There’s a lot of new energy afoot in queer Latinx television over the last two years, even more so when it comes to butch representation. I don’t want to paint an overly optimistic picture, because let’s be real with each other – an increase from 10 to 23 Latinx television characters (or 16 to 24 butches) isn’t ideal. The trend is on the right track; the raw numbers themselves unfortunately leave a lot to be desired.
According to our database, this year there were 226 regular or reoccurring lesbian, bisexual, pansexual or queer women characters on English-language television accessible in the United States. There were an additional five non-binary or gender fluid characters, bringing the grand total to 231. Out of those numbers, only 23 characters were Latinx (including two straight Latina trans women characters, Blanca and Angel Evangelista, on F/X’s Pose). These characters are overwhelmingly represented on cable or streaming platforms, as opposed to broadcast network television, which further limits their access and audience. Latinxs are the largest people of color population in the United States, but our representation on television barely reflects a sliver of that reality.
Still, the amount of butch Latinx representation on television has more than doubled in just the last 18 months and the year-to-year increase of queer Latinxs on TV jumped an enormous 130%! Granted, it’s easy to make such large gains when you are starting with low numbers to begin with. It’s also about more than the numbers; the quality and depth of representation in the last few years is unparalleled. Just taking a quick look at Autostraddle’s team of lesbian, bisexual and queer television critics – despite their comparatively small size in number, queer Latinx characters topped our Best Episodes, Best Television Shows, and Best Characters lists by a significant margin in 2018 (including multiple rankings in the top 10 for both episodes and television shows). They also made up 8 out of the 18 of the winners in our critics’ (and fan-based) Gay Emmys, that’s roughly 45% of all winners! These highlighted examples point to the evocative, thought-provoking, and resonant writing and performances for queer Latinxs on TV. I’m going to talk more about that in a little bit.
A New Day
The quality of stories currently being given to butch Latinxs is unlike anything that’s come before. They’re brimming with richness and intricacy. Actors are not being asked to play a one note character who is never seen again. Each is internal to their show’s respective plots and/or given significant screen time. The majority of them are being conceived by — or at least in consultation with — queer Latinx people. While we are zeroing in on Latinx butches for the purpose of this short study, the quality of representation has risen across the board for LGBT Latinxs on television over the last two years — ranging from Brooklyn 99′s Rosa Diaz, to One Day at a Time’s Elena Alvarez, to Angel Evangelista on Pose.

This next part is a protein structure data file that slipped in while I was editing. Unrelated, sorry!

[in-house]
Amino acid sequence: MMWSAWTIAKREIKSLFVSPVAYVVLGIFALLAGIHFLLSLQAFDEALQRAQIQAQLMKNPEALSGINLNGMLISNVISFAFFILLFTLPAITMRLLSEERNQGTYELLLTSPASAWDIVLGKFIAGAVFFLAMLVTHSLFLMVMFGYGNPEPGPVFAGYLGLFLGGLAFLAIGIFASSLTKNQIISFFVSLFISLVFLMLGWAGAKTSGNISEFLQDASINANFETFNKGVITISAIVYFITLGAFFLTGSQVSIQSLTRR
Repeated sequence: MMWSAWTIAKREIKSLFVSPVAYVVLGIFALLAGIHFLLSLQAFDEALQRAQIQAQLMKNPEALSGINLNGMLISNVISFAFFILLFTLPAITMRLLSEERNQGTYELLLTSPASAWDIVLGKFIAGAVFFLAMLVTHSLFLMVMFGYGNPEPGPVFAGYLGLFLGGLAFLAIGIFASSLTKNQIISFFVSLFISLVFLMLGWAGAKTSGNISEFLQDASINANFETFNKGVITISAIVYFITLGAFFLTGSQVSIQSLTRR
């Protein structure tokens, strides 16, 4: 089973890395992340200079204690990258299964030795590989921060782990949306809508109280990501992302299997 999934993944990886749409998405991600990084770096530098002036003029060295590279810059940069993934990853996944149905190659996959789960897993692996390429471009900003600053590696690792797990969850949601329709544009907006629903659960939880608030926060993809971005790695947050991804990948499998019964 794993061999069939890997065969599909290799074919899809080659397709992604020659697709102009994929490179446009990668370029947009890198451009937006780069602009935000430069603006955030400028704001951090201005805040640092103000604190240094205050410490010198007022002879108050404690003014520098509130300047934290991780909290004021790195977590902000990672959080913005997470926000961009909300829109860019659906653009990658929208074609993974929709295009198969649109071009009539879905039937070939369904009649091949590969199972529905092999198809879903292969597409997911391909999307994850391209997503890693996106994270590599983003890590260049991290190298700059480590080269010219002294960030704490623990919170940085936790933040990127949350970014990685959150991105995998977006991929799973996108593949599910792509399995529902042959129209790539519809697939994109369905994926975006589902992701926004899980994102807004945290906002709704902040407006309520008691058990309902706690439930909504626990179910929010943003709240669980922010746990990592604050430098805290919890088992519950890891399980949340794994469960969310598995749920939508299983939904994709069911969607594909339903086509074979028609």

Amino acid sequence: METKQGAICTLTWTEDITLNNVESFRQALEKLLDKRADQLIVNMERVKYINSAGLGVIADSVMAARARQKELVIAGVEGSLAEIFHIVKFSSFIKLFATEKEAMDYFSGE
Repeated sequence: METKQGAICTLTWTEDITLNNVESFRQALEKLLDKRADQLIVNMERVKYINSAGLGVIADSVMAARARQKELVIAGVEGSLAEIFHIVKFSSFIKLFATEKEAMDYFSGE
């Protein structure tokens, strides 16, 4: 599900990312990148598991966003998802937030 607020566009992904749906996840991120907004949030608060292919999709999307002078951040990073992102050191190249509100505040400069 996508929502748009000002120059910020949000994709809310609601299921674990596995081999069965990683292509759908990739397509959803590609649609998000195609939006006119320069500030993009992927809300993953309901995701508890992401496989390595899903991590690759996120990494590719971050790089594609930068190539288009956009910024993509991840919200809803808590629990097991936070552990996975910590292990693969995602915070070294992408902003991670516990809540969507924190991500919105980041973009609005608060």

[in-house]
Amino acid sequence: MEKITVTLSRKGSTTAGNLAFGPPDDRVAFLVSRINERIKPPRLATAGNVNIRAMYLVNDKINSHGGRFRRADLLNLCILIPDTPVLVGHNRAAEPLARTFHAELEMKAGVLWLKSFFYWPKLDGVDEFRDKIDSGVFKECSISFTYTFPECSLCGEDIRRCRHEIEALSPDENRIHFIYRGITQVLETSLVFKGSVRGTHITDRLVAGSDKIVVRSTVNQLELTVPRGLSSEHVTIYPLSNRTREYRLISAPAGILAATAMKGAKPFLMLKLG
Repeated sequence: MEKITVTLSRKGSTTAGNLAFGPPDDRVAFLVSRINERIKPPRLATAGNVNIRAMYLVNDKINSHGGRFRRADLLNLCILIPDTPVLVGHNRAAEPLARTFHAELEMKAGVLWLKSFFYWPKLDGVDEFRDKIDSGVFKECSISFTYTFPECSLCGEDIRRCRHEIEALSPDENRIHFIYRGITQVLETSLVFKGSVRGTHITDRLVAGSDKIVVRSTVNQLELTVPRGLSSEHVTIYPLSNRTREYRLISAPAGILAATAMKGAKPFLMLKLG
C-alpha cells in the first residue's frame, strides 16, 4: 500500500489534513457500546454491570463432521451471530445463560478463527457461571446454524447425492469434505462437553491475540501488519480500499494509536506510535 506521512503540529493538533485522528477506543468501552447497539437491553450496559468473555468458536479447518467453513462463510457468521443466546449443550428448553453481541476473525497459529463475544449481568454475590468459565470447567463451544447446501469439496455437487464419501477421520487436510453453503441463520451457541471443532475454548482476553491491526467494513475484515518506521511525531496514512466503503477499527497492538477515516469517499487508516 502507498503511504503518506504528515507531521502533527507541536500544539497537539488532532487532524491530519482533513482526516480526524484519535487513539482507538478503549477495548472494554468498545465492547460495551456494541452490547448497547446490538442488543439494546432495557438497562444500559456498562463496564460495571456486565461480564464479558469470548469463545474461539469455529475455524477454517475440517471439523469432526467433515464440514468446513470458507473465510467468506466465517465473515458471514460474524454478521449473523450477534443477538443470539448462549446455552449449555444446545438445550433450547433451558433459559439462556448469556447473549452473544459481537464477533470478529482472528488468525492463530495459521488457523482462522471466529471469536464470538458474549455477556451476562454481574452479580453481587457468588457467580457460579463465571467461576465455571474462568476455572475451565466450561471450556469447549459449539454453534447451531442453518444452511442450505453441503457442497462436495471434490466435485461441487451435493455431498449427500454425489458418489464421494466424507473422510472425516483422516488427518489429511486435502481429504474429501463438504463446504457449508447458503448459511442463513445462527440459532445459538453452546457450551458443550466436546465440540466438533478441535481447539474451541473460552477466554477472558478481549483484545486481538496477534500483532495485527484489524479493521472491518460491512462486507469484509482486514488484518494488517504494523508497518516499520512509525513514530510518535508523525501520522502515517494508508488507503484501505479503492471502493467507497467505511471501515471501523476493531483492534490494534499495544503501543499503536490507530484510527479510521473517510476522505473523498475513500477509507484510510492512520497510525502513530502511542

Latinx butches are no longer being forced into a narrow and thinly veiled “Latin Lothario” trope. Though Orange is the New Black’s Daddy uses her sexuality for manipulation, even she is not without pathos. Daddy, along with Claws’ Quiet Ann, has a history of crime. Meanwhile Daddy and The Deuce’s Irene are both involved in the sex work industry. This tracks with Autostraddle’s previous findings that butches on television are more likely to be involved in either illegal activities or criminal justice than other queer women on television. While there’s an obviously uncomfortable (to put it mildly) association being created on TV by correlating gender non-conformity or “butchness” with criminality, this trend is especially troubling for Latinxs. In 2017,The Hollywood Reporter found that half of all Latinxs and Latinx immigrants on television were portrayed as criminals. It nearly goes without saying, but this type of fear mongering in American storytelling has harmful real life consequences.
Madam Secretary’s Kat Sandoval bucks these trends as a highly educated White House policy official. She exists in the upper echelons of U.S. government in ways that we have yet to see reflected in our real life en masse. Vida’s Eddy is a local business owner and community leader. She’s an empathetic soft soul like so many butches that we personally know and love.
This is not meant to simplify Latinx butch stories into categories of “good” or “bad” representation; very few of these characters are that clear cut or easy. What makes this new class so effective is that, taken collectively, they largely eschew the didactic and instead push for three-dimensional storytelling. Every one of them is allowed space to be vulnerable, experience sensitivity or fear or doubt, to display their humanity. We get to know their families and learn their histories. Adding to that intimacy, four out of the five of these characters are played by out queer Latinx actors. There’s a danger that being masculine-of-center in Hollywood might result in typecasting, especially for folks of color, but these actors are mining their own experiences to add much needed layers to the characters their portraying.
Perhaps the greatest feat is that none of these characters exist in a vacuum or by themselves. By belonging to a cohort of five, no single character is burdened with the unnecessary (and unfair) pressure of being “the only one.” Daddy is incarcerated, Kat is in the White House. Both are standing in their truth.
We are everywhere.
Welcome to the New Class:
We’ve certainly come a long way.